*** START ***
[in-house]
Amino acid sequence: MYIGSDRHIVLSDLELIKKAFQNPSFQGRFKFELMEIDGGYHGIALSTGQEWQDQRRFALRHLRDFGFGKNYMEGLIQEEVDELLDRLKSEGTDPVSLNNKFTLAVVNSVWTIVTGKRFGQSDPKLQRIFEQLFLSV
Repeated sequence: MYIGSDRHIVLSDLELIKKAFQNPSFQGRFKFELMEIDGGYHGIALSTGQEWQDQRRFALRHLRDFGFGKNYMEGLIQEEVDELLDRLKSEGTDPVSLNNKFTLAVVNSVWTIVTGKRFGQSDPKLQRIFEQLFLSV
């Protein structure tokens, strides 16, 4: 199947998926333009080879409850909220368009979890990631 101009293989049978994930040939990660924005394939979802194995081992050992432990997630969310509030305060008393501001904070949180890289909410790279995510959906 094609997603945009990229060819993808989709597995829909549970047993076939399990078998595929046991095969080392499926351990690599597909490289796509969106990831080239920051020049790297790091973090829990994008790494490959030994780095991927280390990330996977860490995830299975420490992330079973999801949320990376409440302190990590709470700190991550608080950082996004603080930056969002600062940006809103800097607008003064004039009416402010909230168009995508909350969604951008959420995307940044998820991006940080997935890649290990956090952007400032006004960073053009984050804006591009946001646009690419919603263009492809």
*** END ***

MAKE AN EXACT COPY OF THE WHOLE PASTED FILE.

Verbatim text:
[in-house]
Amino acid sequence: MYIGSDRHIVLSDLELIKKAFQNPSFQGRFKFELMEIDGGYHGIALSTGQEWQDQRRFALRHLRDFGFGKNYMEGLIQEEVDELLDRLKSEGTDPVSLNNKFTLAVVNSVWTIVTGKRFGQSDPKLQRIFEQLFLSV
Repeated sequence: MYIGSDRHIVLSDLELIKKAFQNPSFQGRFKFELMEIDGGYHGIALSTGQEWQDQRRFALRHLRDFGFGKNYMEGLIQEEVDELLDRLKSEGTDPVSLNNKFTLAVVNSVWTIVTGKRFGQSDPKLQRIFEQLFLSV
């Protein structure tokens, strides 16, 4: 199947998926333009080879409850909220368009979890990631 101009293989049978994930040939990660924005394939979802194995081992050992432990997630969310509030305060008393501001904070949180890289909410790279995510959906 094609997603945009990229060819993808989709597995829909549970047993076939399990078998595929046991095969080392499926351990690599597909490289796509969106990831080239920051020049790297790091973090829990994008790494490959030994780095991927280390990330996977860490995830299975420490992330079973999801949320990376409440302190990590709470700190991550608080950082996004603080930056969002600062940006809103800097607008003064004039009416402010909230168009995508909350969604951008959420995307940044998820991006940080997935890649290990956090952007400032006004960073053009984050804006591009946001646009690419919603263009492809």